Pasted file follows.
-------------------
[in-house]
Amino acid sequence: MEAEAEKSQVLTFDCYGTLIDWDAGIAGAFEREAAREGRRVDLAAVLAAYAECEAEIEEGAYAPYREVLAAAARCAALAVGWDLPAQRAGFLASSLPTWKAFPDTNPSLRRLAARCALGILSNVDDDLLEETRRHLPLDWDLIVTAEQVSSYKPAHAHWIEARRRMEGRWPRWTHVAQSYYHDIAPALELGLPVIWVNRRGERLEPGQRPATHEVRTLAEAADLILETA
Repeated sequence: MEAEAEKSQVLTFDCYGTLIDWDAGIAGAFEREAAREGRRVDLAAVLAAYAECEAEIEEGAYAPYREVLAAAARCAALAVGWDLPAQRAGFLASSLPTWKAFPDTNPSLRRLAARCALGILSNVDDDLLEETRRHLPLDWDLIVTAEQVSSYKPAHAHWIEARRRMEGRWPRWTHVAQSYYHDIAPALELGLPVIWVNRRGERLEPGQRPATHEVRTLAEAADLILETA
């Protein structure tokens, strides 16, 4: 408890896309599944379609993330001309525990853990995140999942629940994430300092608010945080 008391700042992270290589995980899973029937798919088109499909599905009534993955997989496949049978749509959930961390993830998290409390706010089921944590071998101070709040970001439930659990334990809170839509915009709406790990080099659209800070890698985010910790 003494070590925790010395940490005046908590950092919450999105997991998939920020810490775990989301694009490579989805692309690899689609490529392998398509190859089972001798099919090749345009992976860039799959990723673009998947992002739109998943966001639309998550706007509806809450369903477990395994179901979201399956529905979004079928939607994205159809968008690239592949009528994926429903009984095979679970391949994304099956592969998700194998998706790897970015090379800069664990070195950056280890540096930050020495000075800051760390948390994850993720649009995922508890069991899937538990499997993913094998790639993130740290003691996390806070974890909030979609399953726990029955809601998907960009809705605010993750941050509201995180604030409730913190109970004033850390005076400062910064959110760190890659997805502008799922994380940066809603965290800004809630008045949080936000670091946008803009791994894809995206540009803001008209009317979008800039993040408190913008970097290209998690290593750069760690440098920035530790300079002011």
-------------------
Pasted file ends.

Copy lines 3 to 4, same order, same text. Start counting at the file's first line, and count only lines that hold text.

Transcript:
Repeated sequence: MEAEAEKSQVLTFDCYGTLIDWDAGIAGAFEREAAREGRRVDLAAVLAAYAECEAEIEEGAYAPYREVLAAAARCAALAVGWDLPAQRAGFLASSLPTWKAFPDTNPSLRRLAARCALGILSNVDDDLLEETRRHLPLDWDLIVTAEQVSSYKPAHAHWIEARRRMEGRWPRWTHVAQSYYHDIAPALELGLPVIWVNRRGERLEPGQRPATHEVRTLAEAADLILETA
């Protein structure tokens, strides 16, 4: 408890896309599944379609993330001309525990853990995140999942629940994430300092608010945080 008391700042992270290589995980899973029937798919088109499909599905009534993955997989496949049978749509959930961390993830998290409390706010089921944590071998101070709040970001439930659990334990809170839509915009709406790990080099659209800070890698985010910790 003494070590925790010395940490005046908590950092919450999105997991998939920020810490775990989301694009490579989805692309690899689609490529392998398509190859089972001798099919090749345009992976860039799959990723673009998947992002739109998943966001639309998550706007509806809450369903477990395994179901979201399956529905979004079928939607994205159809968008690239592949009528994926429903009984095979679970391949994304099956592969998700194998998706790897970015090379800069664990070195950056280890540096930050020495000075800051760390948390994850993720649009995922508890069991899937538990499997993913094998790639993130740290003691996390806070974890909030979609399953726990029955809601998907960009809705605010993750941050509201995180604030409730913190109970004033850390005076400062910064959110760190890659997805502008799922994380940066809603965290800004809630008045949080936000670091946008803009791994894809995206540009803001008209009317979008800039993040408190913008970097290209998690290593750069760690440098920035530790300079002011």